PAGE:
ReWA organized a walk-in program where humanitarian parolees and other individuals who have independently left military bases, but who are not working with a resettlement agency, can receive similar support, according to Brooks.
Granted, the number of tasks that case managers have to juggle can be overwhelming.
“It’s incredible what happens the first week that a new arrival comes in,” Brooks said. “It’s an incredible amount of expectation of things that need to happen for these families and these participants.”
A case manager might start with an intake, then have to rush to the emergency room because someone is in pain. Or, they might stay on hold for four hours with the DSHS to sign a refugee up for benefits only to get cut off and have to start over, Brooks continued.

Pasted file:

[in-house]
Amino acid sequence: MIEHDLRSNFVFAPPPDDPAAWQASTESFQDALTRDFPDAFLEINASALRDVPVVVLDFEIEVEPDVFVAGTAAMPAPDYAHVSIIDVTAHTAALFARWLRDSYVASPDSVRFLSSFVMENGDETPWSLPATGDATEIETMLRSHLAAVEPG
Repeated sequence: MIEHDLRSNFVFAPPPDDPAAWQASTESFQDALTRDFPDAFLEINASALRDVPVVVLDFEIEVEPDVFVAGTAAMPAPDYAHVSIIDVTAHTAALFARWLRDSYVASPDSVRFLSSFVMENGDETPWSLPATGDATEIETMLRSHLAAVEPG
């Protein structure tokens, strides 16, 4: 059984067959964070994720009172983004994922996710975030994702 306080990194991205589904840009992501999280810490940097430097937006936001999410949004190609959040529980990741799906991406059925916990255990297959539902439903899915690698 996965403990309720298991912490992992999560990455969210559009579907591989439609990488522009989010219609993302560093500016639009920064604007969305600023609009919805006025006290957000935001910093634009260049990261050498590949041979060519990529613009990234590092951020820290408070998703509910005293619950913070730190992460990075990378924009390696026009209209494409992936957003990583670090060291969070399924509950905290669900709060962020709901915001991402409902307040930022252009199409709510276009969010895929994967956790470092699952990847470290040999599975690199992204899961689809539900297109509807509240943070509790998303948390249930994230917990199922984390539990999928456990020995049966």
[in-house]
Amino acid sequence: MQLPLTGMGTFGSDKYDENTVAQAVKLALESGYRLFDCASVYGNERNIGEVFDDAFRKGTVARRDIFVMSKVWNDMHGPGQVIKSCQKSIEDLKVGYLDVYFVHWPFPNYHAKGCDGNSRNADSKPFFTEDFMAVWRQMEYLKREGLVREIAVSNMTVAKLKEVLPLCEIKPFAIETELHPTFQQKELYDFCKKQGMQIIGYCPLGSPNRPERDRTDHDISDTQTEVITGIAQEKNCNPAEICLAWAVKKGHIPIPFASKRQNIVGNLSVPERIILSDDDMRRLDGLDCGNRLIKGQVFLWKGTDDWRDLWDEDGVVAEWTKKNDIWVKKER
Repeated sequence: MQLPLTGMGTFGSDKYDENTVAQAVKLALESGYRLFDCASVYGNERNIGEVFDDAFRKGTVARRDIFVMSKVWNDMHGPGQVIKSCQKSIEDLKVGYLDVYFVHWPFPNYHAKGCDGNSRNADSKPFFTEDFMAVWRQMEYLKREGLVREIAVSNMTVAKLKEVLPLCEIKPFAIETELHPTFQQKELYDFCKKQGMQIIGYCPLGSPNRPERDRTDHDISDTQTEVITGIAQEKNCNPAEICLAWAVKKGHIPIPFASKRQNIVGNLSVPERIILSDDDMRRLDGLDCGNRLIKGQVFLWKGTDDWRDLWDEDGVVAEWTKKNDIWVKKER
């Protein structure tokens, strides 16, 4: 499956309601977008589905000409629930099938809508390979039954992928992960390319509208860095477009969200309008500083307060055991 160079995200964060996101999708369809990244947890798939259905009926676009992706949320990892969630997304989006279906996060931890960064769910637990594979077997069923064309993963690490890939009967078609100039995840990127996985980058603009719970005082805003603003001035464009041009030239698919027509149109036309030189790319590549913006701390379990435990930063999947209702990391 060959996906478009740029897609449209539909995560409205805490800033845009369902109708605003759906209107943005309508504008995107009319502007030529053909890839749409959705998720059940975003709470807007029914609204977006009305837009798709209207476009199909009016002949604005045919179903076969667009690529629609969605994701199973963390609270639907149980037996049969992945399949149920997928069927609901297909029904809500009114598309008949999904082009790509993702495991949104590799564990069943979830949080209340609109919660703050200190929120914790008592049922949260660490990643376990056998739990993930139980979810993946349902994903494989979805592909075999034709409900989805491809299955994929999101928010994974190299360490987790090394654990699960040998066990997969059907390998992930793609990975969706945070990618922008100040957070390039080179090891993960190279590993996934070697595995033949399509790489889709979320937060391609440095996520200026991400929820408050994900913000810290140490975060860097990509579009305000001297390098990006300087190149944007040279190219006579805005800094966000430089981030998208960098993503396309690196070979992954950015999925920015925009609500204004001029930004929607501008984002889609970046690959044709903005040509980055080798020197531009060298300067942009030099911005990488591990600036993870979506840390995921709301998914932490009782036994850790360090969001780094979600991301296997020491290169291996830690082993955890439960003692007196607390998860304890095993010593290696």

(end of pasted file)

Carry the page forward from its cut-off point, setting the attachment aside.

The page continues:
Other services ReWA provides include meeting refugees at the airport, helping them obtain a medical screening, setting up their government benefits, helping them find affordable housing and employment, enrolling their children in school, and starting English classes.
In Butler’s experience, getting people access to the right resources while remaining sensitive to their specific cultural and regional background has been important.
“One of the things that I always enjoy discussing with people is that … Washington state isn't a monolith, [like how] Pierce County is a little bit different than King County, it's the same thing for refugees coming from all different walks of life in Afghanistan,” Butler said. “And so, just because they may have [Afghan] on their passport [doesn’t mean that] there are[n’t] wholly different regions, wholly different tribal, social, cultural structures [being represented in refugee populations].”